While McElwain and Nussmeier may try to utilize Harris's mobility in the passing game, it's unclear whether he'll be asked to do more running.

What should stay the same

Florida has not been an aggressive offense with Grier under center, choosing its spots carefully and attempting to gnaw at defenses rather than chomping them. And with Harris not having Grier's arm strength, it's hard to see big shots in the passing game becoming a significantly larger part of the offense with Harris at the helm.

Consequently, I think we can also expect Harris to be at least as safe as Grier was with the ball. Grier had only thrown three interceptions on the year, and only two were his fault; his 1.8 percent interception percentage will be the Florida's best by a quarterback with more than 50 throws in a season since Tim Tebow.

And yet: Harris had been less of a gunslinger both in practice and in games, and was relatively safe in his six starts last year (four of which were away from The Swamp, giving him twice as many road starts as Grier had made); Harris threw four picks on 111 throws in 2014, for an interception percentage of 3.6 percent, and one of those picks came on an otherworldly play by Florida State's Jalen Ramsey. I wouldn't expect him to suddenly start trying to make absurd throws now that he knows he's QB1.

Harris will also undoubtedly move around, but Grier was doing plenty of that. Grier also found tight end Jake McGee quite often from the second half of the Tennessee game onward, and I would expect Florida to continue to use its tight ends as a safety valve for Harris.

The most significant non-change, though, might be a lack of increased emphasis on Harris running. With Grier sidelined, Florida has just two eligible scholarship quarterbacks: Harris and Josh Grady, who is about as much wide receiver as quarterback. If they want to compete for an SEC East title, the Gators cannot afford to lose Harris, as the step down from him to Grady — who hasn't started at quarterback since high school — is likely much, much greater than the one from Grier to Harris.

Grier was already reckless as a runner, both in terms of his ball security (which did improve) on the hoof and his disregard for his physical well-being, notably on a pointless hurdle attempt at Missouri. Harris has never been quite so daring on the ground, so Florida might be able to justify a slightly larger workload for him as a runner with explicit directions to get down if trouble arises.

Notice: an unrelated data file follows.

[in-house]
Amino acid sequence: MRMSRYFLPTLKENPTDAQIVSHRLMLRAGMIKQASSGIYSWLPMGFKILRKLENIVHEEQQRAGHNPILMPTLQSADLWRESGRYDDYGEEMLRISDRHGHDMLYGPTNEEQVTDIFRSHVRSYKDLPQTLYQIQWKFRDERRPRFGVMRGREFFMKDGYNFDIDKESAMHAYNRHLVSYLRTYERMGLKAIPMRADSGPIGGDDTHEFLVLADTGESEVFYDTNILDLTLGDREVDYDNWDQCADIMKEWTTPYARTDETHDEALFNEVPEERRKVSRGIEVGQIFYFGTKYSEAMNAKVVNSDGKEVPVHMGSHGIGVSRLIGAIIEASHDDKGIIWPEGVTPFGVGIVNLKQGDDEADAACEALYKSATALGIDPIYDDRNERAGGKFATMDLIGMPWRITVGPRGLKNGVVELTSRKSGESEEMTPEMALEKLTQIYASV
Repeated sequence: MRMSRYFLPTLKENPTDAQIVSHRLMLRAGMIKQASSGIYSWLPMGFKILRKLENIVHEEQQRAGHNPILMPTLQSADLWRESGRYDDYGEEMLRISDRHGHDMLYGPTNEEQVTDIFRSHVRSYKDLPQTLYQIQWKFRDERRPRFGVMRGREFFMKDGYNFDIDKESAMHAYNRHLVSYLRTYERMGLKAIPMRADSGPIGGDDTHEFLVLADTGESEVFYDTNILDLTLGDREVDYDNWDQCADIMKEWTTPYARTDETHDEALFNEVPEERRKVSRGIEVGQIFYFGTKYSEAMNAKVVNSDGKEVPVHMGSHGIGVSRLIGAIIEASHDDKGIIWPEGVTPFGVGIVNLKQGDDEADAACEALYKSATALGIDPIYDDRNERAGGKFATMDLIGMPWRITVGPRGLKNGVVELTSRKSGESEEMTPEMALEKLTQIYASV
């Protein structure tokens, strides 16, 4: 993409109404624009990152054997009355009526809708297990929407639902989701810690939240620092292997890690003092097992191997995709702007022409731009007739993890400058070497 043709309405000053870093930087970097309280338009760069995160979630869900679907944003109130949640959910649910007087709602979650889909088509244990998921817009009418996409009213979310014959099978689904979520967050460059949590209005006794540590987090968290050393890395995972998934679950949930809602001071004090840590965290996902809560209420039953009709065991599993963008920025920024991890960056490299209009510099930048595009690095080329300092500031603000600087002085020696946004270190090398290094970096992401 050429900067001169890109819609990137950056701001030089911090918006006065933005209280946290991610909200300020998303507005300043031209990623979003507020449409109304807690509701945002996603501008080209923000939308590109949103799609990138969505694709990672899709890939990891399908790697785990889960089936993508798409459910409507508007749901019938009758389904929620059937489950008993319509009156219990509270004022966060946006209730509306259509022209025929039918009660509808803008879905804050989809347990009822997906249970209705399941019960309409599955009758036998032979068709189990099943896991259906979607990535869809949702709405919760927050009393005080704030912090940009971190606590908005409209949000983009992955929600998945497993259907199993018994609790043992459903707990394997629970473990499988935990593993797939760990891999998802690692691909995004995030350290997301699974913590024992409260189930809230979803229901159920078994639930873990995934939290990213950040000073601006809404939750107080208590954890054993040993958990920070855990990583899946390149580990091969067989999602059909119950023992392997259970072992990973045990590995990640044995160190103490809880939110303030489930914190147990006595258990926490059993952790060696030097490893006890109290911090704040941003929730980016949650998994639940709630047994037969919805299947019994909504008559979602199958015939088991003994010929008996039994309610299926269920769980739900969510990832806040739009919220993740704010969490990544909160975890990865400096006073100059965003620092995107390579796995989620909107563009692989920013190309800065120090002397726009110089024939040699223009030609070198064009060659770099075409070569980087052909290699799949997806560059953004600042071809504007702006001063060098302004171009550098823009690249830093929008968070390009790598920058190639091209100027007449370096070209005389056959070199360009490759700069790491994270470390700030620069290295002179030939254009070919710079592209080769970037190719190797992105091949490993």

But the Gators' quarterback situation is currently more dire than it was at any point in the last five seasons, all of which featured multiple starting quarterbacks. Running Harris more than five to eight times is asking for disaster, to my mind, and I can't imagine McElwain and Nussmeier disagree.

What we should expect

I think the bottom line with a Harris-led Florida offense, at this juncture, is that it is going to be a reduced version of what Grier brings. Grier's arm opens up parts of the field that Harris's arm and legs don't, and what Harris can do as a runner is likely to be limited by that fear of injury; had this been Grier simply being benched, I'd feel far more confident predicting a more aggressive dose of quarterback runs.

The million-dollar question, though, is how reduced that offense is. Will it be less effective, or just less explosive? Will Harris be able to match Grier's level of performance despite his different skill set, or will that lead to a lower level of play? Will Florida play scared, or simply safe?

I don't know the answers to those questions. And we won't know them until Saturday night in Death Valley.